There's no bigger cliché in startup land today than the office dashboard--a giant, flatscreen, 4K monitor prominently mounted by the front door, flickering with data points that affirm how this company is killing it by every conceivable measure. I confess I'm a sucker for these dashboards. I love to see what companies profess to care most about, and how they display their progress.
But the most important dashboards are the ones visitors never see. They are designed to measure not external output, but internal productivity--not how many widgets a company is making, but how it goes about making said widgets, and how well employees are working together to make them. These dashboards are all about the process, not the product. Every company needs tools (i.e., software) that help people work together and see how that work is going. These tools are critical and among the hardest ones to pick.
Choosing tools used to be pretty simple. You used Microsoft Office to do the work and circulate it (oh, lord, Outlook!) and--if you were big enough--enterprise software from SAP or Oracle PeopleSoft to manage operations. But in these more cloud-y days, a startup
can choose among a profusion of tools designed expressly for small companies--tools to handle process, like Slack, Basecamp, Asana, Jira, HipChat, and Trello, and productivity tools to handle operations and oversight, like 15Five, Trakstar, and BetterWorks. Jerry Chen, a venture capitalist at Greylock, described these as "systems of engagement" and "systems of record," a helpful rubric.
At my startup, Iodine, getting this mix right has been a four-year effort. At times, we've overdone our process, to the detriment of getting things done; at other times, we've been undisciplined, to the detriment of learning from our mistakes and wins. This year, we've reevaluated. We've added a few new tools, such as 15Five, and tried to deploy old ones, such as Slack and Asana, more effectively.
For startups, it's essential to get this calibration right, because every tool carries training and input costs, and it's easy to add new tools without dropping old ones. Above all, make sure to avoid tool fatigue--churning through too many services or adding more tools without eliminating others. Tool fatigue is a tax paid more by employees than managers, so it's easy to miss. Tool fatigue is what happens when tracking process becomes more important than making progress.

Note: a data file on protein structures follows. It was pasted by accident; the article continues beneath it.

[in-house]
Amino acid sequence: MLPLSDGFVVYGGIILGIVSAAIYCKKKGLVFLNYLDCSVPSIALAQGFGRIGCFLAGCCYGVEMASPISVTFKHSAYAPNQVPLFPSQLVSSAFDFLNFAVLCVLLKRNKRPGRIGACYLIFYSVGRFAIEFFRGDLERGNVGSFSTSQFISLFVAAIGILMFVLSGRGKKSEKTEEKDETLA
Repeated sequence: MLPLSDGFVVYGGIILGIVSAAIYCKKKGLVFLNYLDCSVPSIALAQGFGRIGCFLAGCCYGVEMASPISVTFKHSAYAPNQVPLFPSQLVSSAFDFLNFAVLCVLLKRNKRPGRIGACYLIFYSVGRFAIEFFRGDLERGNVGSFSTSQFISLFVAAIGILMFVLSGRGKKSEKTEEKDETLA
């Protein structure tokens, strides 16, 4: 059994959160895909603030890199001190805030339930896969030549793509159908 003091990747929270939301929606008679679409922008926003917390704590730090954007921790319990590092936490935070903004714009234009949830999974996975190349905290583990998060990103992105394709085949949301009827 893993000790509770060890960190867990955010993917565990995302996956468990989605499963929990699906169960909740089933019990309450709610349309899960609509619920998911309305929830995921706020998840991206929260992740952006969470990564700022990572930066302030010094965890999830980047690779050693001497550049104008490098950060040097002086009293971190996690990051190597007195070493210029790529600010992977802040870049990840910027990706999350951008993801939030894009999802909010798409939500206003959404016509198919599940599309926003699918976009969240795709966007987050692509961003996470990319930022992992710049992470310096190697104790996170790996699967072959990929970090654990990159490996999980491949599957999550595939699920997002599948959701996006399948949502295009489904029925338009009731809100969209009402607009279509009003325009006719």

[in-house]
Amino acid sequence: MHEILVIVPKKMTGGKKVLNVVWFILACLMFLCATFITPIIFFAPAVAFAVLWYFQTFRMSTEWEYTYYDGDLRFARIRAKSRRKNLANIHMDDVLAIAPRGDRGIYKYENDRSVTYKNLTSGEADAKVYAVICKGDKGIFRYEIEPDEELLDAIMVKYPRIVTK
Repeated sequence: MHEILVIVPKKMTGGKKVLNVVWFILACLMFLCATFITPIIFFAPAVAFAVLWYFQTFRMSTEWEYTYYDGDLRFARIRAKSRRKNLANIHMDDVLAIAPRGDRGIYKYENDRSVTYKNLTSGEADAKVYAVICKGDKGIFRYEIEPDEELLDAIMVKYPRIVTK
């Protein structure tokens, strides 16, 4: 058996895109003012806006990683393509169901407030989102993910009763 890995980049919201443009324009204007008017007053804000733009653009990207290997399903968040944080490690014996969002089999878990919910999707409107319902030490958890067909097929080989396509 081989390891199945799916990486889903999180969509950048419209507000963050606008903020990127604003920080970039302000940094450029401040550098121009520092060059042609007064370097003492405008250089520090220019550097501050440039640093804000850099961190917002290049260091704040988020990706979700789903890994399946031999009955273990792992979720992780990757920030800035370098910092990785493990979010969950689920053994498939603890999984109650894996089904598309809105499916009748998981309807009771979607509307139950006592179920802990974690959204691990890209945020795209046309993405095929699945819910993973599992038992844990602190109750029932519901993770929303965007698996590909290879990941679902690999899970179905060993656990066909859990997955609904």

And know that every tool comes with tradeoffs. Some services can be overwhelming, creating a cascade of messages that disrupt workflow and drown vital data in a stream of irrelevant burps. Many tools force redundant inputs. And as great as some of these tools can be, they can result in a fragmented universe, each requiring work to work. Thankfully, some folks have spotted this problem and are eager to solve it. "The world of work is changing, and the tools haven't caught up," says Dan Pupius, the former head of engineering at Medium and co-founder of Habitat, a startup that is building a platform to solve process. "Even the tools that promise to help you work together better are often only helping you use their tools better."
His startup envisions tools that support both collaboration and engagement without taxing the team too much with process overhead--tools that help a company perform well but also perform smarter. Greylock's Chen calls this new space "systems of intelligence," pointing
to a hopeful world where enterprise software doesn't just track the work, but informs better work. After all, when we spend more time measuring our work than doing the work, then
the dashboards have won.